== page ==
This article covers the basic concept of Smoke and Heat Detectors Principle and Logic used in Oil and Gas industries, offshore platforms and refineries.
Smoke and Heat Detectors Principle and Logic
There are two types of smoke detectors, each having different applications
Ionization Smoke Detectors detect the presence of smoke by means of a small ionization chamber and a source of ionizing radiation.
Ionization Smoke Detectors are generally better at detecting smaller smoke particles such as that produced by rapidly burning fires, but are less sensitive to the larger smoke particles generated by smouldering fires, etc.
Photoelectric Smoke Detectors detect the presence of smoke by means of a small light source and a separate photoelectric light sensitive cell housed within a sensing chamber.
Photoelectric Smoke Detectors are generally more sensitive to larger smoke particles such as that generated by dense smoke or smouldering fires, but are less sensitive to small particles of smoke found in rapidly burning fires.
While, Heat detectors is usually installed in enclosed equipment spaces with high densities of equipment where flame detector methods may be restricted.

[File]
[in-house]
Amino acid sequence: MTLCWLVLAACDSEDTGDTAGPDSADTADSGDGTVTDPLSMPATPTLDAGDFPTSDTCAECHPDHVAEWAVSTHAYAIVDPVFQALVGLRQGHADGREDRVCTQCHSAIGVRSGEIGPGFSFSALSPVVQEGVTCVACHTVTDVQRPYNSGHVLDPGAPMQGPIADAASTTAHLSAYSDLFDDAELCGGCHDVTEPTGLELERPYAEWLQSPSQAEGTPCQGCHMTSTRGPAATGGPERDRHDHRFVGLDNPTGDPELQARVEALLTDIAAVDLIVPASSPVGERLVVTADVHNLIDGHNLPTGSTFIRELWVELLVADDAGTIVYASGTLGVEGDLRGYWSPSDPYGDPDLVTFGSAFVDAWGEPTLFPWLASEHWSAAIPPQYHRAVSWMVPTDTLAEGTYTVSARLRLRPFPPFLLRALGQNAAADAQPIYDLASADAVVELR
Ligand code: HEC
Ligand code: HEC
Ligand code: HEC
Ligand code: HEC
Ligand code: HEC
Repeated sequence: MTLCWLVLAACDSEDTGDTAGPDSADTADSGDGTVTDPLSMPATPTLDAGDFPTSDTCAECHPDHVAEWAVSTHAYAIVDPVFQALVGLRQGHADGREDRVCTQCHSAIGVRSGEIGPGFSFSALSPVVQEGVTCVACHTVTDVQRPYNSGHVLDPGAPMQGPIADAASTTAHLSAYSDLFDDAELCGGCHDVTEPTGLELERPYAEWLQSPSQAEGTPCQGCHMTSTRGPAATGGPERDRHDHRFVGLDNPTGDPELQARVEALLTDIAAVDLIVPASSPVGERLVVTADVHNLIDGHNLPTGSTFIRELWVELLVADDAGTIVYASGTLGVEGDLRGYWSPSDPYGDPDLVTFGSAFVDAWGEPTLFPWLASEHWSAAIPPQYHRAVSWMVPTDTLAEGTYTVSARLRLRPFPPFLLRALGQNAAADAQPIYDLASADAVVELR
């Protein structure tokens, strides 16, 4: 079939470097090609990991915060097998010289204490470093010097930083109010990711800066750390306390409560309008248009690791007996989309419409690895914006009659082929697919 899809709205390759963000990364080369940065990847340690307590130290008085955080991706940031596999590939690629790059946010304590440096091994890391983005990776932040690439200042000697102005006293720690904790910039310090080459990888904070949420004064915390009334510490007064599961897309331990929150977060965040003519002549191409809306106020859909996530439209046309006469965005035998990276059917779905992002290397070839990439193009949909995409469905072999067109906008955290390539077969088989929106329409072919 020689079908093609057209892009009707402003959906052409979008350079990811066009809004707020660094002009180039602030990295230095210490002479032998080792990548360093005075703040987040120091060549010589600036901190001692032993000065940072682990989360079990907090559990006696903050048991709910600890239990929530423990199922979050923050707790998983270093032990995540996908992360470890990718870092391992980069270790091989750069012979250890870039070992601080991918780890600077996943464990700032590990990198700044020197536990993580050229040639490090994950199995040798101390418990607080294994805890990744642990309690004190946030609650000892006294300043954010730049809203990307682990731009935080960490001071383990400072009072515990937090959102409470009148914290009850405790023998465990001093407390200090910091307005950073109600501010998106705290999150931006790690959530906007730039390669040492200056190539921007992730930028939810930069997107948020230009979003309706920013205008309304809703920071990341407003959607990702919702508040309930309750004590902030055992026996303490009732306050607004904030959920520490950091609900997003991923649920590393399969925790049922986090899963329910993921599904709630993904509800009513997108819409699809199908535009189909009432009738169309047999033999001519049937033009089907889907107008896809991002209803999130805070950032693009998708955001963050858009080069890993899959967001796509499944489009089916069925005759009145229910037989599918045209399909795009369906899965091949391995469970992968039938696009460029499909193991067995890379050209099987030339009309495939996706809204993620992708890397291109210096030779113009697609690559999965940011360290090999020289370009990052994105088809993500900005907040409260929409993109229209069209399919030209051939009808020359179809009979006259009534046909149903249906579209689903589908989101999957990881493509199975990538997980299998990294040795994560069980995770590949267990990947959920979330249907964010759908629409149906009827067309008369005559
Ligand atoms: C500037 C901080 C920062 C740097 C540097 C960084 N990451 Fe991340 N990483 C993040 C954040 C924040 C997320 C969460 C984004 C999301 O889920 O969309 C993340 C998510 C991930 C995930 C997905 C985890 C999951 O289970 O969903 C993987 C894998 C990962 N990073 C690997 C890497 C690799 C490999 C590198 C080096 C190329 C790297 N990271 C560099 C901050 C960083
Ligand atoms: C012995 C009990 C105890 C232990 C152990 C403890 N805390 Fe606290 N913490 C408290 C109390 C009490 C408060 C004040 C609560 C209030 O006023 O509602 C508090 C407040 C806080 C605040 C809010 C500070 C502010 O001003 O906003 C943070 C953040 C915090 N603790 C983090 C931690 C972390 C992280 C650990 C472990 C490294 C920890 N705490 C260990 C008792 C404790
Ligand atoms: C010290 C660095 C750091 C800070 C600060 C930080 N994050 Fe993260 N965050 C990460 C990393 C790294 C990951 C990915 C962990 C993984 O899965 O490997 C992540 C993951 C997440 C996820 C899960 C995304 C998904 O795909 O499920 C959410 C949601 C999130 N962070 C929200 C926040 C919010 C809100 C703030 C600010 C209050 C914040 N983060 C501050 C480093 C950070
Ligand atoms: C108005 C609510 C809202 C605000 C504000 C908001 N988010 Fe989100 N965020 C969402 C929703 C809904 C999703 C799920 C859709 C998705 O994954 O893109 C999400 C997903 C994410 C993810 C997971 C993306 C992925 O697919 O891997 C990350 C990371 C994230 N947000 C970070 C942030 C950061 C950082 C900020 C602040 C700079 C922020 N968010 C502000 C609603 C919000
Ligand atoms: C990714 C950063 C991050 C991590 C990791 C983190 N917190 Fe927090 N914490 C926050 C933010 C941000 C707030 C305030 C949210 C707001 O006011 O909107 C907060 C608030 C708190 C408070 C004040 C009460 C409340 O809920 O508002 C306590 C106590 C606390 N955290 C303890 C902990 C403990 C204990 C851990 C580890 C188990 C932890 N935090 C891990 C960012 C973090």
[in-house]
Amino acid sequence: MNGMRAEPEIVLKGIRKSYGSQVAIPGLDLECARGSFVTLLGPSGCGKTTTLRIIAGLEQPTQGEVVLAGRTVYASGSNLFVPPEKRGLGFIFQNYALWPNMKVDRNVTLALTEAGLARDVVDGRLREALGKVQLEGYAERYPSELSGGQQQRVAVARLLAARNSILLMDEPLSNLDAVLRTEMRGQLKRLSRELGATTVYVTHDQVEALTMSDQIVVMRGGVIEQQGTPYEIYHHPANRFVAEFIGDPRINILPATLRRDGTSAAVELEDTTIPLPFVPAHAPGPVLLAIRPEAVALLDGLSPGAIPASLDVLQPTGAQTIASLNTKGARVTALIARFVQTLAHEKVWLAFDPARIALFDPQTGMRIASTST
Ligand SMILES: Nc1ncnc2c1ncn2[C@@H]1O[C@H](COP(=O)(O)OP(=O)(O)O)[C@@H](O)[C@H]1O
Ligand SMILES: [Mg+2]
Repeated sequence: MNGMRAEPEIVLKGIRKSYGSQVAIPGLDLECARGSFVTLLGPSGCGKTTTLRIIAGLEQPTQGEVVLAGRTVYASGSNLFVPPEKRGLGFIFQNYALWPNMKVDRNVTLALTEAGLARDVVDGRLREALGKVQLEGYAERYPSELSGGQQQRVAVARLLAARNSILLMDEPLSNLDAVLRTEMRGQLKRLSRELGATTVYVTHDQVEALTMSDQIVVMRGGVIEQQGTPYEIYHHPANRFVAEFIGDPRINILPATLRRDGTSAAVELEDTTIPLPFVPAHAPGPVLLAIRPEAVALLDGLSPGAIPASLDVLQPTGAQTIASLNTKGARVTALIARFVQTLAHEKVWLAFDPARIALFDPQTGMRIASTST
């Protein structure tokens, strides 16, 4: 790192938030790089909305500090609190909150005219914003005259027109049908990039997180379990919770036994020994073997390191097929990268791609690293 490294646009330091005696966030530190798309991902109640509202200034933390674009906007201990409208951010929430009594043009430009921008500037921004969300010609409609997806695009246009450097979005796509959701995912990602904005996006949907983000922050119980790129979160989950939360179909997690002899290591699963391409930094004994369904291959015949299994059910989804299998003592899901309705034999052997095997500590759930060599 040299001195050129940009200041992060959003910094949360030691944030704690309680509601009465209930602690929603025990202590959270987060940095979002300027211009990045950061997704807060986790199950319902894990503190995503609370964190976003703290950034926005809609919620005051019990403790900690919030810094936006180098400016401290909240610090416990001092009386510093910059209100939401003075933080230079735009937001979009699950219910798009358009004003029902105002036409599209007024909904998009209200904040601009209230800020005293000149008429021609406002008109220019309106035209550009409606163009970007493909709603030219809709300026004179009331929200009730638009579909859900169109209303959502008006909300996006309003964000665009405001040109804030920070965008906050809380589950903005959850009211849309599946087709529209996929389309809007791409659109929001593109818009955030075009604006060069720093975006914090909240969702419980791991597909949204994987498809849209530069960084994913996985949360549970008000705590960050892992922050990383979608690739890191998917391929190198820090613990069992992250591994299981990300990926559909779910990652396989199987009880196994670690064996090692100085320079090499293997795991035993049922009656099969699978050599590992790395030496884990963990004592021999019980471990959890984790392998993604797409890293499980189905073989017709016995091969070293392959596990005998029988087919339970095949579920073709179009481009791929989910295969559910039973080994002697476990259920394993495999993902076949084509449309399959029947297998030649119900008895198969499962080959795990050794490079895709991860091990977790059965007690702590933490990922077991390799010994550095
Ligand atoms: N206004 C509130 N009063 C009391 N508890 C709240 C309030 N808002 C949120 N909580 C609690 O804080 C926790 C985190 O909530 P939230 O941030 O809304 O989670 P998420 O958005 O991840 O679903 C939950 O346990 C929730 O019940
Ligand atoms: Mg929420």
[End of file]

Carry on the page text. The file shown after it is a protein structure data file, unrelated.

Heat detectors is usually be used in hydrocarbon areas as a back up to flame detectors where good flame detector coverage cannot be achieved.
Heat detectors will be positioned at appropriate points inside enclosures where smoke detection would be rendered ineffective or unsuitable (e.g. generator enclosure).
These type of detector usually have 4 signals and status that are shown in the control room,
Smoke and Heat alarm
The logic are:
If the detector is in the faulty status (open loop or short). Exec. Action trip command and alarm will be deactivated until the reset command is activated.
If the detector is in the inhibit status. None of the other signals will be executed until the reset command is activated.
If the alarm set point detected. Smoke and heat alarm and exection trip will be activated until the reset command is activated.